As someone who doesn’t like to phone customer services unless I absolutely have to, email is often my preferred contact option. Sadly, very few retailers answer emails within an acceptable length of time. 

The Sports Direct seven working days example mentioned above is not unusual, and many emails just seem to disappear into the ether. For example, I emailed Toys R Us with a complaint on November 21 and have yet to receive more than an acknowledgment of my email. 

ASOS is one retailer that does email well, providing a 24 hour response time. If email is the only option, customers need a quick response.

Not allowing in-store returns

If customers want a refund or want to exchange an item, then multichannel retailers should make use of their store networks and allow customers to take items purchased online into shops. 

Customers see one company, whether they buy online or offline, and will not be very understanding if they take items into a store only to be told that they cannot return items bought online. 

A complicated returns process

The simpler the returns process, the better. Argos is one good example of this, offering in-store returns or free collection if customers prefer. 

Others, such as Sports Direct, insist that customers return good themselves. The retailer will not give refunds in store, so customers who require a refund need to repackage and post items themselves and pay for the postage. 

If customers have to much hassle returning items, they will be less inclined to make purchase in future.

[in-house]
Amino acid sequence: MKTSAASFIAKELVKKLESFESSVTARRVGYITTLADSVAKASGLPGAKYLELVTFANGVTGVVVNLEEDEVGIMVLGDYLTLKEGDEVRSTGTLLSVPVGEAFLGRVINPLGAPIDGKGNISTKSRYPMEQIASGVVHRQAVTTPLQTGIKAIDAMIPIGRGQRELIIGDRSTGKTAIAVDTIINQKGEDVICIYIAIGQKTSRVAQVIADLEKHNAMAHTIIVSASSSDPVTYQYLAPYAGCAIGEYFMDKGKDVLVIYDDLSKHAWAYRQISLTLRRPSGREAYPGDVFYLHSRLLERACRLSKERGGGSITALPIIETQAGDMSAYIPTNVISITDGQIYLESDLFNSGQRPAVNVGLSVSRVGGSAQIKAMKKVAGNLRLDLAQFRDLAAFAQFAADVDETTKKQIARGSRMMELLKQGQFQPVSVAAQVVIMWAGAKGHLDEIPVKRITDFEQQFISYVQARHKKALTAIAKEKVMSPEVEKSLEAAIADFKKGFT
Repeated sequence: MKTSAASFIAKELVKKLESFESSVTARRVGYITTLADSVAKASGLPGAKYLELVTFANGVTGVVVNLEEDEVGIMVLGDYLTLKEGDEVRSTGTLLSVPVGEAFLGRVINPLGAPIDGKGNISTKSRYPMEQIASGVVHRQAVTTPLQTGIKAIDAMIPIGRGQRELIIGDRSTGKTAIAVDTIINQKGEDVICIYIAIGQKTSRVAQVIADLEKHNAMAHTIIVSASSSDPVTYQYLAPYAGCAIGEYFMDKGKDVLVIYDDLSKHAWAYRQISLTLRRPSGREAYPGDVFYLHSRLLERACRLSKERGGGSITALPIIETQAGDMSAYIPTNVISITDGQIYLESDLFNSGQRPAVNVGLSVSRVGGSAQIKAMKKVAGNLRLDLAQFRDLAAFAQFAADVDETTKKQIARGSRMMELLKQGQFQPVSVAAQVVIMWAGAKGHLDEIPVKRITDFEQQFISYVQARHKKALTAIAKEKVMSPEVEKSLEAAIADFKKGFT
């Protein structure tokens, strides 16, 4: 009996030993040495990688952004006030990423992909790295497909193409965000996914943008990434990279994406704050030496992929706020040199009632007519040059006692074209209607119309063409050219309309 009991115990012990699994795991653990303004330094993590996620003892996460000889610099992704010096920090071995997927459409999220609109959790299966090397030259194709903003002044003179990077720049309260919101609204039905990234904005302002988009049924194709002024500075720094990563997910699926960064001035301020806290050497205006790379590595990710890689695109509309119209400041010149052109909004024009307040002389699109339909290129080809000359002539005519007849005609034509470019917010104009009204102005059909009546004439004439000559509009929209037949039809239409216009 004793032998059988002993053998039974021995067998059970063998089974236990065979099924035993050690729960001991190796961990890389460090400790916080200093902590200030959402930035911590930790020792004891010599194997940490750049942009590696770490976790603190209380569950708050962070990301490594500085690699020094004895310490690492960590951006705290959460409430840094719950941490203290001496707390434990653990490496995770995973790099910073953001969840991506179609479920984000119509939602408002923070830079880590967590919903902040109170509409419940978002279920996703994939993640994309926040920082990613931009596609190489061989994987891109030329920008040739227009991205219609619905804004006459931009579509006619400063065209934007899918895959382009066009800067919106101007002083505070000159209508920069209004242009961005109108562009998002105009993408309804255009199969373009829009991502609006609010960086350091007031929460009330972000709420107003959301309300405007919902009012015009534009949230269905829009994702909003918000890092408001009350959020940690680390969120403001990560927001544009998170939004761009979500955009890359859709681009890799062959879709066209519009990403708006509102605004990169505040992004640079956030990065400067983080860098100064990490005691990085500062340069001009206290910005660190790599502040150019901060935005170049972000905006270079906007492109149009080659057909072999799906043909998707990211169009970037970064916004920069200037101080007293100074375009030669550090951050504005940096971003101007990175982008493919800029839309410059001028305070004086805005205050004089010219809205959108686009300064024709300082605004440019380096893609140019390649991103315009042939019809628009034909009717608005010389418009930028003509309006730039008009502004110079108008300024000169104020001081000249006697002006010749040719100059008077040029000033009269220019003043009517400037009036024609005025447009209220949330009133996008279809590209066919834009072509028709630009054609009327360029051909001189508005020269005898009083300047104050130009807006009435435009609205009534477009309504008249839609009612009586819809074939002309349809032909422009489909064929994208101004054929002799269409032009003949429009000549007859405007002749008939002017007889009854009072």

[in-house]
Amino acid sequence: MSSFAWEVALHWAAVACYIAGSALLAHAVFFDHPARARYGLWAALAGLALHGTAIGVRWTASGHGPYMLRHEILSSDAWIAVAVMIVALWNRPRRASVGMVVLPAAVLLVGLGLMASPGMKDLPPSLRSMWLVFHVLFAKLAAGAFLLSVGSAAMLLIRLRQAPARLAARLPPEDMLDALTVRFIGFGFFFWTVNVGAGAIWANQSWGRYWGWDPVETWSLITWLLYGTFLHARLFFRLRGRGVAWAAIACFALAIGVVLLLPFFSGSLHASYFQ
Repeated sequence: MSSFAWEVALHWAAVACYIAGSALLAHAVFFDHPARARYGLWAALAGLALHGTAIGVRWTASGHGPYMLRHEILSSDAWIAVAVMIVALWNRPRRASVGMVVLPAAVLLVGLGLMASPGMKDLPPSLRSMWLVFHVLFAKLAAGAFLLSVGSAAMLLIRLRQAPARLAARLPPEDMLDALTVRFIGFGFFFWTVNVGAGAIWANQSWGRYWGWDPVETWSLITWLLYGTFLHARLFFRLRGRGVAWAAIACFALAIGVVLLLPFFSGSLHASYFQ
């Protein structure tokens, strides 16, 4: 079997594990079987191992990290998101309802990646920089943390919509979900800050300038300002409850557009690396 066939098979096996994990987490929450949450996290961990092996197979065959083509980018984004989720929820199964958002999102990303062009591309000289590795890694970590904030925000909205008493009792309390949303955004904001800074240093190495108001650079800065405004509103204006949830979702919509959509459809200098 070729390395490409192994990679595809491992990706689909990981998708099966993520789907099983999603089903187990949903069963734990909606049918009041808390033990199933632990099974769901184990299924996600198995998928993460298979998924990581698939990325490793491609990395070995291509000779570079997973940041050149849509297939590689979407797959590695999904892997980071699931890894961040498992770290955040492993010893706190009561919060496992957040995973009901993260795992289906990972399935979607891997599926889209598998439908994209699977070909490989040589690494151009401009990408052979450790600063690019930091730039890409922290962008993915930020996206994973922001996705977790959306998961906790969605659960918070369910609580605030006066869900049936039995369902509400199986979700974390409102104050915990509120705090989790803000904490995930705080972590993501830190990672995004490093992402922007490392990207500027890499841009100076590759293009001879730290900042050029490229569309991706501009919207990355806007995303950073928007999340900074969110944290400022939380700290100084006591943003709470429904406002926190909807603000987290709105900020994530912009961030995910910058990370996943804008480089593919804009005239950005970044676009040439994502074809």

Charging for returns and postage

While retailers do have costs to cover, charging customers for returns can be very annoying and, as with a complicated returns process, can deter them from future purchases. 

If customers know they can return items easily, and without incurring costs, they are more likely to buy in the first place. If retailers have to charge for returns, they should make this clear, and keep charges to a minimum. 

Not delivering what was promised

If items are out of stock, customers should be informed of this long before they reach the checkout, and certainly before they order items. 

However, having paid for two t-shirts from the Universal Music website recently, I found that one would be sent out straight away, and the other was on back order with no delivery estimate. 

This information needs to be made clear, especially at this time of year when customers are ordering presents which need to arrive in time for Christmas day. 

Quibbling over returns

If customers are returning clearly used or damaged items, then they shouldn’t be expecting a refund, but if you are refusing returns because a box has been opened or damaged, or some other grey area, then you need to weigh up the cost of issuing a refund against the cost of losing future purchases from that customer. 

For example, I returned a safety gate to Toys R Us recently but, as I had opened the packaging and instructions, I only received a partial refund. For the sake of £10, this retailer has now lost a customer who has spend plenty there in the past.